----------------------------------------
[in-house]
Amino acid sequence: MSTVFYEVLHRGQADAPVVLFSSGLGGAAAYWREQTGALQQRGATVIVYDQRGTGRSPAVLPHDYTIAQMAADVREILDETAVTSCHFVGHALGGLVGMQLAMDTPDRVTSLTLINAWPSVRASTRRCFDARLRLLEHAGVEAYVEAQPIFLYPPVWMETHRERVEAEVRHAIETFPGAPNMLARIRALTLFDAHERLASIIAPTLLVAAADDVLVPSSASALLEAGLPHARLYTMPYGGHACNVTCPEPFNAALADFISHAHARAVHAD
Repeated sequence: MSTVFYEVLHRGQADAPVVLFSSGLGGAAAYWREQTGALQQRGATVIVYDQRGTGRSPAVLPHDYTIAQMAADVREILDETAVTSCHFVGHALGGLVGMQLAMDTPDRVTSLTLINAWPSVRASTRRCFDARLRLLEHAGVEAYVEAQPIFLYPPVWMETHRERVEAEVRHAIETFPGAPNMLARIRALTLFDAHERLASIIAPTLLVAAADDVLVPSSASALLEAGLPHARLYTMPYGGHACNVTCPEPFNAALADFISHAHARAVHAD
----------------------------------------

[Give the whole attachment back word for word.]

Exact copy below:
[in-house]
Amino acid sequence: MSTVFYEVLHRGQADAPVVLFSSGLGGAAAYWREQTGALQQRGATVIVYDQRGTGRSPAVLPHDYTIAQMAADVREILDETAVTSCHFVGHALGGLVGMQLAMDTPDRVTSLTLINAWPSVRASTRRCFDARLRLLEHAGVEAYVEAQPIFLYPPVWMETHRERVEAEVRHAIETFPGAPNMLARIRALTLFDAHERLASIIAPTLLVAAADDVLVPSSASALLEAGLPHARLYTMPYGGHACNVTCPEPFNAALADFISHAHARAVHAD
Repeated sequence: MSTVFYEVLHRGQADAPVVLFSSGLGGAAAYWREQTGALQQRGATVIVYDQRGTGRSPAVLPHDYTIAQMAADVREILDETAVTSCHFVGHALGGLVGMQLAMDTPDRVTSLTLINAWPSVRASTRRCFDARLRLLEHAGVEAYVEAQPIFLYPPVWMETHRERVEAEVRHAIETFPGAPNMLARIRALTLFDAHERLASIIAPTLLVAAADDVLVPSSASALLEAGLPHARLYTMPYGGHACNVTCPEPFNAALADFISHAHARAVHAD